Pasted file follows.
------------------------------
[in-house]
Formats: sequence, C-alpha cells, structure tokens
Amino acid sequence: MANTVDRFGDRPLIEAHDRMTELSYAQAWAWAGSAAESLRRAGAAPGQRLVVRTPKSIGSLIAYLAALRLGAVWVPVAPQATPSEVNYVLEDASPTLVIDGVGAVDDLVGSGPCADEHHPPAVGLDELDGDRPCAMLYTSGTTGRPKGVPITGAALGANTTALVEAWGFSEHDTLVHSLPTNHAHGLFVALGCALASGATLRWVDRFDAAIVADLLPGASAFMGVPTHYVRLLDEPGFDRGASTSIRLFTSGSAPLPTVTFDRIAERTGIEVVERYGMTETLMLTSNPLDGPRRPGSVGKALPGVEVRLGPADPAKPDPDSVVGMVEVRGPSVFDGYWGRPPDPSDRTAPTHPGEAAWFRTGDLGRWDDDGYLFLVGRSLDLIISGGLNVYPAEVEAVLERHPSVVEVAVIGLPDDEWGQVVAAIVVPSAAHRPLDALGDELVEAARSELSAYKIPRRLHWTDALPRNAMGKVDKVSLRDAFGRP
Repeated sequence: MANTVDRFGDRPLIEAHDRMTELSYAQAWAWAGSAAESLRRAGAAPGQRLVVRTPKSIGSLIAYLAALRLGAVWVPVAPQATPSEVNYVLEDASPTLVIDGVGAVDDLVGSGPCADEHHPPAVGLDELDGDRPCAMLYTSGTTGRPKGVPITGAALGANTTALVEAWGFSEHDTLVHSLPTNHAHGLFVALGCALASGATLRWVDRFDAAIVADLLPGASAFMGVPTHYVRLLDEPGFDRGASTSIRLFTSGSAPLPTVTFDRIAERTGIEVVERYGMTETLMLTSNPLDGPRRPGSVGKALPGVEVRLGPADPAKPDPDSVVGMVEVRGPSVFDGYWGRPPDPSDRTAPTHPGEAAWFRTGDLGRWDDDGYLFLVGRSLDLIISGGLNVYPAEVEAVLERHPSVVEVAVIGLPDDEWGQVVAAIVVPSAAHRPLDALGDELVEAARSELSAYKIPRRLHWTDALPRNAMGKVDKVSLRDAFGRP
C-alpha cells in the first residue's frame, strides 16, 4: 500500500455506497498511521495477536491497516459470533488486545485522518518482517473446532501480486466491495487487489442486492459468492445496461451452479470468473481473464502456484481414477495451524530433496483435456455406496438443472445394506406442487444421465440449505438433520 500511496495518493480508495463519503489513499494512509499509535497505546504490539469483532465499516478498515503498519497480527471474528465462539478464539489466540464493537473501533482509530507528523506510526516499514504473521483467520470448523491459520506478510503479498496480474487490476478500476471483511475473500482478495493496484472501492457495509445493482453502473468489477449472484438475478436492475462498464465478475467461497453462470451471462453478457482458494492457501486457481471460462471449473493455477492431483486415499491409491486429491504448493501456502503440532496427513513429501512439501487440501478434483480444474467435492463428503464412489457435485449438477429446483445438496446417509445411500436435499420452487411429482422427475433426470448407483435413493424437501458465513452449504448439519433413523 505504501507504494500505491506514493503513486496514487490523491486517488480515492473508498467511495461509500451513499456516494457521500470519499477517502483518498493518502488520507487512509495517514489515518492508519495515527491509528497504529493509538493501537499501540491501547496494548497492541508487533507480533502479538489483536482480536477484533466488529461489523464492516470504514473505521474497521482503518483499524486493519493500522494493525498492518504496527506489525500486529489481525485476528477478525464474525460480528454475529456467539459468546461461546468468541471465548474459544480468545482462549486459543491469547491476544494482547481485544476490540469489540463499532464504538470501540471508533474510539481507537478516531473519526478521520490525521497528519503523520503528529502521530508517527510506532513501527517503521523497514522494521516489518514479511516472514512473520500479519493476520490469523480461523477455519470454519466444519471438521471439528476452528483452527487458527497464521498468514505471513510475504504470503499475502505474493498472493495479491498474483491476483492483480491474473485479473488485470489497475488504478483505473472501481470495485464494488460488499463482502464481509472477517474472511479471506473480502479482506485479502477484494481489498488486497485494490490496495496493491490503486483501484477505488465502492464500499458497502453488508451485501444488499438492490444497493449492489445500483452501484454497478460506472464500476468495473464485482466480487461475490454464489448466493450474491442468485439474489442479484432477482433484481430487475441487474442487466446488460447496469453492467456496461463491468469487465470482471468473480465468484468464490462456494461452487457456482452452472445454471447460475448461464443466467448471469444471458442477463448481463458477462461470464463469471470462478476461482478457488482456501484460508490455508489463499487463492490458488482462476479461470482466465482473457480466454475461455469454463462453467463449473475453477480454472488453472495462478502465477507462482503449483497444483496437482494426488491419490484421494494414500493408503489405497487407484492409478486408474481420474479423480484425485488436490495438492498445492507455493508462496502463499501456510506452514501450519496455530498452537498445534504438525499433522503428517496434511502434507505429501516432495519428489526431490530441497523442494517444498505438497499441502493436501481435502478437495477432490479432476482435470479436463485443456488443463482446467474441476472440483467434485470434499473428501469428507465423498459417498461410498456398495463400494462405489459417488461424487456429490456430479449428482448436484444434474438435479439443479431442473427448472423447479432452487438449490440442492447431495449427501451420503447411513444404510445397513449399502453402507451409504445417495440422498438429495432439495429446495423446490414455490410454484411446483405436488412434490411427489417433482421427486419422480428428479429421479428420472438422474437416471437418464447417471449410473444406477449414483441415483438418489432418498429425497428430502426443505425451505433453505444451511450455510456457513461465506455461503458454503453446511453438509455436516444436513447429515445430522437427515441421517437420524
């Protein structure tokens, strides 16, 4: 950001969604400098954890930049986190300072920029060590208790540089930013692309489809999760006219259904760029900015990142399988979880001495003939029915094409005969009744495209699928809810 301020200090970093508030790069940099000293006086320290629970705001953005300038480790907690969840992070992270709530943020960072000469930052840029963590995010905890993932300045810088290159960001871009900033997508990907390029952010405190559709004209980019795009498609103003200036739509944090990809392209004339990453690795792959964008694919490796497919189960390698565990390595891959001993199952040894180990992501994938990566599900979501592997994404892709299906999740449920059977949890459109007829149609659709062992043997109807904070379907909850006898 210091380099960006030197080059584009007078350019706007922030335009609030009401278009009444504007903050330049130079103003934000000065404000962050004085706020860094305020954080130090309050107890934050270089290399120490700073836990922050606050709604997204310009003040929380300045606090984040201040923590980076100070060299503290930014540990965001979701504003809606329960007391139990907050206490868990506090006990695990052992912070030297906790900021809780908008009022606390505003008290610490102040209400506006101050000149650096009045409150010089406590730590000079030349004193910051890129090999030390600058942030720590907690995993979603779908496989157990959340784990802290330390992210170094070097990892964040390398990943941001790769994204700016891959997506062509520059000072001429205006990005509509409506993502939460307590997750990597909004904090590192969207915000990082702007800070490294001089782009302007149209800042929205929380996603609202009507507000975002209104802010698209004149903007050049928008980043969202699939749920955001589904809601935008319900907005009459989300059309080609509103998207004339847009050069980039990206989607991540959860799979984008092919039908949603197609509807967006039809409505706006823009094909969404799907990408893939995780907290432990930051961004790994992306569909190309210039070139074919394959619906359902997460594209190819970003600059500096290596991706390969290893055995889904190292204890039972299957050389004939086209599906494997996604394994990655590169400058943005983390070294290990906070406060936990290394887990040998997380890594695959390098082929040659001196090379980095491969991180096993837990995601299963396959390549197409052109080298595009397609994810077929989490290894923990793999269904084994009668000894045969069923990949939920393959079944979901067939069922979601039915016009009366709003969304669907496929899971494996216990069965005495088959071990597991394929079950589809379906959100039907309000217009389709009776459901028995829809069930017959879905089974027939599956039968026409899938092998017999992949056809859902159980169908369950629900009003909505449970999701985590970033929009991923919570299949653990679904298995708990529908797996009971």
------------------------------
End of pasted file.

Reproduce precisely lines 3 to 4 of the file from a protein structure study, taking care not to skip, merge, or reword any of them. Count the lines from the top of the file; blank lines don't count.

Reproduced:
Amino acid sequence: MANTVDRFGDRPLIEAHDRMTELSYAQAWAWAGSAAESLRRAGAAPGQRLVVRTPKSIGSLIAYLAALRLGAVWVPVAPQATPSEVNYVLEDASPTLVIDGVGAVDDLVGSGPCADEHHPPAVGLDELDGDRPCAMLYTSGTTGRPKGVPITGAALGANTTALVEAWGFSEHDTLVHSLPTNHAHGLFVALGCALASGATLRWVDRFDAAIVADLLPGASAFMGVPTHYVRLLDEPGFDRGASTSIRLFTSGSAPLPTVTFDRIAERTGIEVVERYGMTETLMLTSNPLDGPRRPGSVGKALPGVEVRLGPADPAKPDPDSVVGMVEVRGPSVFDGYWGRPPDPSDRTAPTHPGEAAWFRTGDLGRWDDDGYLFLVGRSLDLIISGGLNVYPAEVEAVLERHPSVVEVAVIGLPDDEWGQVVAAIVVPSAAHRPLDALGDELVEAARSELSAYKIPRRLHWTDALPRNAMGKVDKVSLRDAFGRP
Repeated sequence: MANTVDRFGDRPLIEAHDRMTELSYAQAWAWAGSAAESLRRAGAAPGQRLVVRTPKSIGSLIAYLAALRLGAVWVPVAPQATPSEVNYVLEDASPTLVIDGVGAVDDLVGSGPCADEHHPPAVGLDELDGDRPCAMLYTSGTTGRPKGVPITGAALGANTTALVEAWGFSEHDTLVHSLPTNHAHGLFVALGCALASGATLRWVDRFDAAIVADLLPGASAFMGVPTHYVRLLDEPGFDRGASTSIRLFTSGSAPLPTVTFDRIAERTGIEVVERYGMTETLMLTSNPLDGPRRPGSVGKALPGVEVRLGPADPAKPDPDSVVGMVEVRGPSVFDGYWGRPPDPSDRTAPTHPGEAAWFRTGDLGRWDDDGYLFLVGRSLDLIISGGLNVYPAEVEAVLERHPSVVEVAVIGLPDDEWGQVVAAIVVPSAAHRPLDALGDELVEAARSELSAYKIPRRLHWTDALPRNAMGKVDKVSLRDAFGRP